As I'm about to set out to do just this kind of arranging with my second book, tentatively titled Glacial Elegies, the article couldn't have come at a better time. Perhaps the best piece of advice from Vandenberg is to avoid grouping poems that are too similar. This is a weakness of mine. I think I find comfort in lining up all the poems about a certain subject...as if they are protected in some way. I suppose I need to start thinking like a reader and not a writer when looking at the manuscript as a whole. What will make the groupings exciting? What will make them boring? Many readers do not read poetry books from beginning to end. Is there any way to anticipate the leaps?

The other item that stands out in the article is the reminder that the spaces between the poems are important, too. One of my favorite undergraduate professors opened my eyes to the white space on the page as a vital element in the poem itself, and now Vandenberg reminds me that in the collection, the white spaces become places of echoes and reflections that can intensify the relationships between the poems. Finally, close to the end of the article, comes this quote about a poetry collection: "It's a poem made from all of your poems."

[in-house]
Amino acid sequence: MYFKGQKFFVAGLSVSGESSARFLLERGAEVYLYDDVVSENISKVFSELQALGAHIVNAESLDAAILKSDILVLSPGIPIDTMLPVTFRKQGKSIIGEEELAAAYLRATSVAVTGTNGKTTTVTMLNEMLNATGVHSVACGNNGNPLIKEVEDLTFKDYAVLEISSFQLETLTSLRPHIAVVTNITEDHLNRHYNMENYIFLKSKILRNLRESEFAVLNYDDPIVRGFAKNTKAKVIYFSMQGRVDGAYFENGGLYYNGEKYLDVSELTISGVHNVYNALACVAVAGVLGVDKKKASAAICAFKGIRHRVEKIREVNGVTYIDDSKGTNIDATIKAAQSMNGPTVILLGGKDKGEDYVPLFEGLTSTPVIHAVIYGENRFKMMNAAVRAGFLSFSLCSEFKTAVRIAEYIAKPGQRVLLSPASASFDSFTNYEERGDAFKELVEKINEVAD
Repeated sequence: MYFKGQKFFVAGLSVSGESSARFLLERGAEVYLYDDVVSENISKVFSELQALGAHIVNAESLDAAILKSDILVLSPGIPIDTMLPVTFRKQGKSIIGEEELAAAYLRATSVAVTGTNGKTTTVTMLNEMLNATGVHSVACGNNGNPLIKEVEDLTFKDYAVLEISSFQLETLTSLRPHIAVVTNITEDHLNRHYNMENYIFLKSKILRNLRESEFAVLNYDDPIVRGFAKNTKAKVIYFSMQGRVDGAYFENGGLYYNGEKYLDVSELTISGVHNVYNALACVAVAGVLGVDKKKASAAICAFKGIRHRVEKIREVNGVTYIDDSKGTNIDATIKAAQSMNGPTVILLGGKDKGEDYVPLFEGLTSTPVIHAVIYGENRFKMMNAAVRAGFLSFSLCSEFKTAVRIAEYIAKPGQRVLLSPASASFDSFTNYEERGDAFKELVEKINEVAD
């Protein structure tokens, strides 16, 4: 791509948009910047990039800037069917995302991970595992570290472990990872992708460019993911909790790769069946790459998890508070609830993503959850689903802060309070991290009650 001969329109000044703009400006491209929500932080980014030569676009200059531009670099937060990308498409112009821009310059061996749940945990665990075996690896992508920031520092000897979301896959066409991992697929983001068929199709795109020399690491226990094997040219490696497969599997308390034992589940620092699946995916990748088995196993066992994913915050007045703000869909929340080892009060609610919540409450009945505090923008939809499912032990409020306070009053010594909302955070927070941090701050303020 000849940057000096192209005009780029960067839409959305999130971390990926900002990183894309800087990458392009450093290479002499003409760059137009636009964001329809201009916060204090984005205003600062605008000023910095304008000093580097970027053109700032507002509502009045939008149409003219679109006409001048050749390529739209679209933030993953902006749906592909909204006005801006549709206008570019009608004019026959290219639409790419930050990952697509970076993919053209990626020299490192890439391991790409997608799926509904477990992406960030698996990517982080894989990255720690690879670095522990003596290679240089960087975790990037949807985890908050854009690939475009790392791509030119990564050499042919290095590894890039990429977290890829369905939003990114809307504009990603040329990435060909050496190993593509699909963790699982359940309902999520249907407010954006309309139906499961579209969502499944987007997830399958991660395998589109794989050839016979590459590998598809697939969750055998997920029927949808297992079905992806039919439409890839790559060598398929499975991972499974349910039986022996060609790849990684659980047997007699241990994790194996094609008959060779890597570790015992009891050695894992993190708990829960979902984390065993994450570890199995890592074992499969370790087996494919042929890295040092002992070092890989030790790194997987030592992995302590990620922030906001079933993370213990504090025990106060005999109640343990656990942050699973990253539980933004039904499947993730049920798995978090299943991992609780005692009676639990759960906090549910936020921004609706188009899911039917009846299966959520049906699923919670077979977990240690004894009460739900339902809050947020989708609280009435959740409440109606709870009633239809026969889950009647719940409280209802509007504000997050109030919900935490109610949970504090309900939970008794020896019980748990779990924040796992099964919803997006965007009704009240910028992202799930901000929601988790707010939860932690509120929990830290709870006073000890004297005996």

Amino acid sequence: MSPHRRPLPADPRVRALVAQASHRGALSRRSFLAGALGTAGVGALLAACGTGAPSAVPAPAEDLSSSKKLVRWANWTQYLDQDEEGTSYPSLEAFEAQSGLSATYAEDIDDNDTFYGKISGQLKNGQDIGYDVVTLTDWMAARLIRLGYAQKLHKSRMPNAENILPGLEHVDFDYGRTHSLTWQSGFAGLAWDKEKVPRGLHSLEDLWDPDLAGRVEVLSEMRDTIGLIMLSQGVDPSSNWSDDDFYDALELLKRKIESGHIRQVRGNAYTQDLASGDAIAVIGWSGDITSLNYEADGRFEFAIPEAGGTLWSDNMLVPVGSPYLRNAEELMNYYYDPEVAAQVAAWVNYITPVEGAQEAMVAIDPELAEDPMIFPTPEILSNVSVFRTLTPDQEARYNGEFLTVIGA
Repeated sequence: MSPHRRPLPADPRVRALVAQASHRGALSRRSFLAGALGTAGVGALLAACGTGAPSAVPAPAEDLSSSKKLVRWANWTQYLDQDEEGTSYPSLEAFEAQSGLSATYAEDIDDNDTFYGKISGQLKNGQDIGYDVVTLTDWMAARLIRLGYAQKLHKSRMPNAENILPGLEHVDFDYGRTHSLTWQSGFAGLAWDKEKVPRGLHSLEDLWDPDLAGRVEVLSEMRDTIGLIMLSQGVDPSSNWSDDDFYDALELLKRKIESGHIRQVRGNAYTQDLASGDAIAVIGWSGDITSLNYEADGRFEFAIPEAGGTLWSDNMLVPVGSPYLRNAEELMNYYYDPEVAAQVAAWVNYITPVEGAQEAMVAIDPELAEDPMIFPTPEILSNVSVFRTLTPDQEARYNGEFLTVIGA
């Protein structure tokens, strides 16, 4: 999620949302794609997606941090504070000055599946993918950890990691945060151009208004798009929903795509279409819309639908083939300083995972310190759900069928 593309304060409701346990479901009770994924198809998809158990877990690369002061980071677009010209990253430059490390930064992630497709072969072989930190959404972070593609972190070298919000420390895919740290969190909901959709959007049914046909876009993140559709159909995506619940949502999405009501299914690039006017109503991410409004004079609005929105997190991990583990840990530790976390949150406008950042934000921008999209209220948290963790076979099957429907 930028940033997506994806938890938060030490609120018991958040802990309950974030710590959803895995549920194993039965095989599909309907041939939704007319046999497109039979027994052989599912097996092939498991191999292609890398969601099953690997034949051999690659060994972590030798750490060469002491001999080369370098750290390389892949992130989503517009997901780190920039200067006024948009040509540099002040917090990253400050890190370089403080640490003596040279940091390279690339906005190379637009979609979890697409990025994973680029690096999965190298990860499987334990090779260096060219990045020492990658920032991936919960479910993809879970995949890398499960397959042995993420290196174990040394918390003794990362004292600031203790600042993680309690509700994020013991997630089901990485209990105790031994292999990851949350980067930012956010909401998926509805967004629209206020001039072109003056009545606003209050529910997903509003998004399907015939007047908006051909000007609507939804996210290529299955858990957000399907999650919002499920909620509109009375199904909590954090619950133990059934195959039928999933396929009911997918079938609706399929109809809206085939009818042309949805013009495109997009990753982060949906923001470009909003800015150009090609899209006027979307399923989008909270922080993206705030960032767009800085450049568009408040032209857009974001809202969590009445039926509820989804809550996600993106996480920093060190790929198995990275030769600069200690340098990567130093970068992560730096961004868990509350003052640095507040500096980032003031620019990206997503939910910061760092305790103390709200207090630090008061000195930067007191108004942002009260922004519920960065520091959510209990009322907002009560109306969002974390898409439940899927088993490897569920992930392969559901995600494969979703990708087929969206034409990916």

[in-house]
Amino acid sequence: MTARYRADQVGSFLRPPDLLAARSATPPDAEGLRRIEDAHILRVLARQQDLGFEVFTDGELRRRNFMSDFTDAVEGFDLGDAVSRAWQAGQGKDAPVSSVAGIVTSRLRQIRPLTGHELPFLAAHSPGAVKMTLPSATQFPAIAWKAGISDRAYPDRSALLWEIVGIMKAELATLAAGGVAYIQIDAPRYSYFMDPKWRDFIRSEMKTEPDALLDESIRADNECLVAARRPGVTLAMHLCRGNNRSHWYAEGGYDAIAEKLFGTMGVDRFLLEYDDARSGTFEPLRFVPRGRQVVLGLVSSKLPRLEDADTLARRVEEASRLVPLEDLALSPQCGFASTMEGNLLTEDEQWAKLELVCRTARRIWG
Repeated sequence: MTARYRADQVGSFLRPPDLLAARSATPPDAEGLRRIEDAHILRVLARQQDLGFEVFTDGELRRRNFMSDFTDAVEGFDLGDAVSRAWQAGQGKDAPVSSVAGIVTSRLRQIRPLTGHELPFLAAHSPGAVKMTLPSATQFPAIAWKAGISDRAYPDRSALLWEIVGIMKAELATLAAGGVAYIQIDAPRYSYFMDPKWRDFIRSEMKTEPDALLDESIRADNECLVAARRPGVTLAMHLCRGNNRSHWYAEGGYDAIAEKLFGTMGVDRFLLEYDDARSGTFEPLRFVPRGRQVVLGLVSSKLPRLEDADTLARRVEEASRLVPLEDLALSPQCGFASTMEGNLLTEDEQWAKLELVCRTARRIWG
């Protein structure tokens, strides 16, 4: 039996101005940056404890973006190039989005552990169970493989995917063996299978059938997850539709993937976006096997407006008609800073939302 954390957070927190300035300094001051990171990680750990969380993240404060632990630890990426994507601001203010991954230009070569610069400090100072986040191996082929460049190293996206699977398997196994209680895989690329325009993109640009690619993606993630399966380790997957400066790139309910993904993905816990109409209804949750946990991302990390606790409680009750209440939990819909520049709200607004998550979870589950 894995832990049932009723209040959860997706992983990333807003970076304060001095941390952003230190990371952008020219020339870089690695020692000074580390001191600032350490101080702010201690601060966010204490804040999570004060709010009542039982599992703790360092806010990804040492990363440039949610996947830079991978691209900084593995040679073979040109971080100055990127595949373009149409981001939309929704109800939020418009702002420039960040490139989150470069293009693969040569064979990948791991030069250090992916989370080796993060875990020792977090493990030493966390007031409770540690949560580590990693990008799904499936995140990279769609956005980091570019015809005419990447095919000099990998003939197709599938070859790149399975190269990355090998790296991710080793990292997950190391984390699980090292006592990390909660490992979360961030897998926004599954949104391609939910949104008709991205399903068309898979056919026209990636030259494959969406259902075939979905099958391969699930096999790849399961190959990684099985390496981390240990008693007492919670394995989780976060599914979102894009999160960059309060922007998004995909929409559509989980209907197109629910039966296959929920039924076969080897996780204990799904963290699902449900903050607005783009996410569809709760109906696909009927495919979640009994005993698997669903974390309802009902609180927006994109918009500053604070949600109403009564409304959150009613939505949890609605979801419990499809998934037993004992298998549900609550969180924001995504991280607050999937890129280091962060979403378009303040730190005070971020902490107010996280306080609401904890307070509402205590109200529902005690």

As I begin to order and re-order the poems for the next book, I'll keep all of these things in mind. Thanks, Katrina!

Saturday, May 10, 2008

What I'm Reading: "Islands Apart: A Notebook" Eavan Boland

This essay appears in the May 2008 issue of Poetry and asks important questions about poetic identity. The second section begins by questioning, "Who exactly is a poet? How do we recognize one, even when circumstances seem to deny the possibility of such an existence?" (Boland 136).